The Las Vegas store opening builds on advances in earlier pilot stores that reduced energy use in areas including lighting, refrigeration and water flow.
The previous pilot stores in the Midwest cut energy use up to 25 percent compared to a typical Supercenter built in 2005, the year Wal-Mart launched a broad environmental program to reduce energy use and packaging waste and to sell more sustainable products.
Wal-Mart said the new Las Vegas store adds to those savings with a new cooling system based on water evaporation for total energy savings of between 35 percent and 45 percent.
Wal-Mart has said it is the biggest private user of electricity in the world and has huge potential to cut back on greenhouse gases from fossil fuels burned to create electricity. It aims to use technologies proven in the pilot stores to develop a prototype in 2009 for all new Supercenters that will be between 25 percent and 30 percent more energy efficient.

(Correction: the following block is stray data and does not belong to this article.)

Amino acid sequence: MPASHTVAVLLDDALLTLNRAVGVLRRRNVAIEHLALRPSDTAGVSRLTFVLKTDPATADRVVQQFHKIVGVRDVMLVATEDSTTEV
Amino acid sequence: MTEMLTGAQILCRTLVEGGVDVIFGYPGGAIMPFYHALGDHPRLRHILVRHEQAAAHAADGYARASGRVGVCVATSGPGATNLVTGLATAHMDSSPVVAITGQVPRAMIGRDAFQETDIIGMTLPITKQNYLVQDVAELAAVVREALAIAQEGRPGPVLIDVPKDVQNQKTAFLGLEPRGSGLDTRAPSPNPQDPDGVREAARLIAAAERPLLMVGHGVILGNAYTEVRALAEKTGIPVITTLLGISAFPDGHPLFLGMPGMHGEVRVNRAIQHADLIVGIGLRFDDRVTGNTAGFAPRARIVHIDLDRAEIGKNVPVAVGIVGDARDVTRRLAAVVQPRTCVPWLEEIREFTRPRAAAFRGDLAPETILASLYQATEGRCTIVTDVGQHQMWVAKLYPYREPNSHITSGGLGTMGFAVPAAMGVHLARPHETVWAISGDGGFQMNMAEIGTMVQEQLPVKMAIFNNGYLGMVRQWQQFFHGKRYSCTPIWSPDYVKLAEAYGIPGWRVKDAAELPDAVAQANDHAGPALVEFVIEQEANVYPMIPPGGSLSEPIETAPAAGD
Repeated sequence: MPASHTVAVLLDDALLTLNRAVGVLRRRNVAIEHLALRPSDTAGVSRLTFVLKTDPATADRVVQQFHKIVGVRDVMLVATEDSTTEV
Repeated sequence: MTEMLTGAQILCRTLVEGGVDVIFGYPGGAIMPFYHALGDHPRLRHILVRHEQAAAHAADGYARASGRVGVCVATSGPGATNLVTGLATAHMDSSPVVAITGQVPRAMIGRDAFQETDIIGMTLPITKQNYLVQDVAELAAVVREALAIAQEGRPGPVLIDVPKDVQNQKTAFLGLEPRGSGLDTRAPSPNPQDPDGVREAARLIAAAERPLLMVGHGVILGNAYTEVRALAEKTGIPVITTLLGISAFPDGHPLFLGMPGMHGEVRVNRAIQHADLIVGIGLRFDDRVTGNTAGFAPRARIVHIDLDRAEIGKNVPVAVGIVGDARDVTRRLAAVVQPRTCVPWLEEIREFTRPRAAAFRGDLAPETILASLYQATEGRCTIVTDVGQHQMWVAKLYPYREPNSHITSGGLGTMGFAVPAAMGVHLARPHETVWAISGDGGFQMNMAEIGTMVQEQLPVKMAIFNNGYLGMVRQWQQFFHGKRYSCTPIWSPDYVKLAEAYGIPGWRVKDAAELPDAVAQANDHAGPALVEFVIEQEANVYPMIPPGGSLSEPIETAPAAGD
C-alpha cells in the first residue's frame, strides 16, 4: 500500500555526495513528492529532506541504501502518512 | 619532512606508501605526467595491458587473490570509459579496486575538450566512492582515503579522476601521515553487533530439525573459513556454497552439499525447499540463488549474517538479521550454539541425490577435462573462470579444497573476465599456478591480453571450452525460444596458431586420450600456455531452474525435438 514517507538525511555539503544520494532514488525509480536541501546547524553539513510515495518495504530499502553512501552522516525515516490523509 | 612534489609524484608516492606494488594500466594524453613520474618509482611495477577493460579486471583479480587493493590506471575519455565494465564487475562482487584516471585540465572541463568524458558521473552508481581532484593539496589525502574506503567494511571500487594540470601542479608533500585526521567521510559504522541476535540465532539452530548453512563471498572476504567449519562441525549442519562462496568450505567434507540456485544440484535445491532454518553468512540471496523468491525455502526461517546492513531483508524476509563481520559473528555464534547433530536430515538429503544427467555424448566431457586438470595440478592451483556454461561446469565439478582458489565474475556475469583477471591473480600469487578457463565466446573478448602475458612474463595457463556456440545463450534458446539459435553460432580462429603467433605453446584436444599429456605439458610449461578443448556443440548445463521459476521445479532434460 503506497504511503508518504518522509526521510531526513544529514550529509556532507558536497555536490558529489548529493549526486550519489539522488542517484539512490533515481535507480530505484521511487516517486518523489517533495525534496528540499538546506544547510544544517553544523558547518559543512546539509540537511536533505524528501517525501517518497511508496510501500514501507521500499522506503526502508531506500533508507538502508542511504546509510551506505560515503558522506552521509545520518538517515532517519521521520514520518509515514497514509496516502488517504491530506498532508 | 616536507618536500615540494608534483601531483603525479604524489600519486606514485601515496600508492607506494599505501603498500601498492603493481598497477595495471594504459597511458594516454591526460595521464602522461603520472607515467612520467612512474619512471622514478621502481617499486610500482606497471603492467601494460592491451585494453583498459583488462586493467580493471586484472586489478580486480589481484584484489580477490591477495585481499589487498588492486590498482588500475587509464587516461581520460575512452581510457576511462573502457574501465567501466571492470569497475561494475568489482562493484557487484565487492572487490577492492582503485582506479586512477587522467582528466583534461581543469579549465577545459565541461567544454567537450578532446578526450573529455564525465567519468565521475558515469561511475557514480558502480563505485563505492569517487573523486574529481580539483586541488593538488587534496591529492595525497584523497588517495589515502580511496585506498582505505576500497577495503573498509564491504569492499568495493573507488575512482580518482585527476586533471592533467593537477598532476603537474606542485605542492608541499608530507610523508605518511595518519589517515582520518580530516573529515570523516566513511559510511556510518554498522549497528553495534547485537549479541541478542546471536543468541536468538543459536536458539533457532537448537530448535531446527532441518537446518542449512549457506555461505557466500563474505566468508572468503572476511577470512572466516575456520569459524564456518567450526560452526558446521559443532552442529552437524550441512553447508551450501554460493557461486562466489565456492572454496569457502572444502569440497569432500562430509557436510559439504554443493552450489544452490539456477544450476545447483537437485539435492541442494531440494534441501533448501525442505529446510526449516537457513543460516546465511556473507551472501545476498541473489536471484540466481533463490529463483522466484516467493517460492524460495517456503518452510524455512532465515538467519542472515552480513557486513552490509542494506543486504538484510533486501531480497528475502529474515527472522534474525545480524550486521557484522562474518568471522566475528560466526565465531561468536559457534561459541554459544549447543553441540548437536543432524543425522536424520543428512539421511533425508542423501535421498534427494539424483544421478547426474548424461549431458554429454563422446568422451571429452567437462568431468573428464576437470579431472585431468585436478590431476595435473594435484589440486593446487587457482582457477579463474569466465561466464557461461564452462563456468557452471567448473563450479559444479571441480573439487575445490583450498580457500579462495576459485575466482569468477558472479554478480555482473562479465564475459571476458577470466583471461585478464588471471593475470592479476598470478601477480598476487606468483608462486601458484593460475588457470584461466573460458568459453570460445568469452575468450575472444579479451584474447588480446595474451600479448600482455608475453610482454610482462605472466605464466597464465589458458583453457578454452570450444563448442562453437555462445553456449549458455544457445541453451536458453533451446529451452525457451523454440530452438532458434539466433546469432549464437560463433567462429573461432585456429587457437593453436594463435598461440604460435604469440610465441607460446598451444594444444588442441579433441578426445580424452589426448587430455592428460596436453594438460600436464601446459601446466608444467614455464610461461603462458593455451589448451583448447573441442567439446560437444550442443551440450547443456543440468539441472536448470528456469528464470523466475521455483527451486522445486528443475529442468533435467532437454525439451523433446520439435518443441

An outside engineering and efficiency expert said Wal-Mart's advances in saving energy, including the new Las Vegas store, are leading the field for big-box retailers.
"This is not just a baby step. This is a big step," said Terry Townsend, past president of the American Society of Heating, Refrigerating and Air-Conditioning Engineers.
Townsend said Wal-Mart's pilot stores are important because they show other retailers how to use available technology to improve energy efficiency. Wal-Mart says it is sharing its lessons with retail industry groups.
The latest store is built specifically for the arid climate of Western states, where water evaporates faster than in the more-humid East.
It uses rooftop cooling towers to chill water that then runs in conduits under the floor of the store. The radiant cooling from the floor replaces traditional electricity-powered air conditioning.
The store also incorporates innovations from the previous pilot stores that include recycling heat from refrigerators and combining low-power LED lights in freezer cases with sensors that turn off those lights when no customers are around.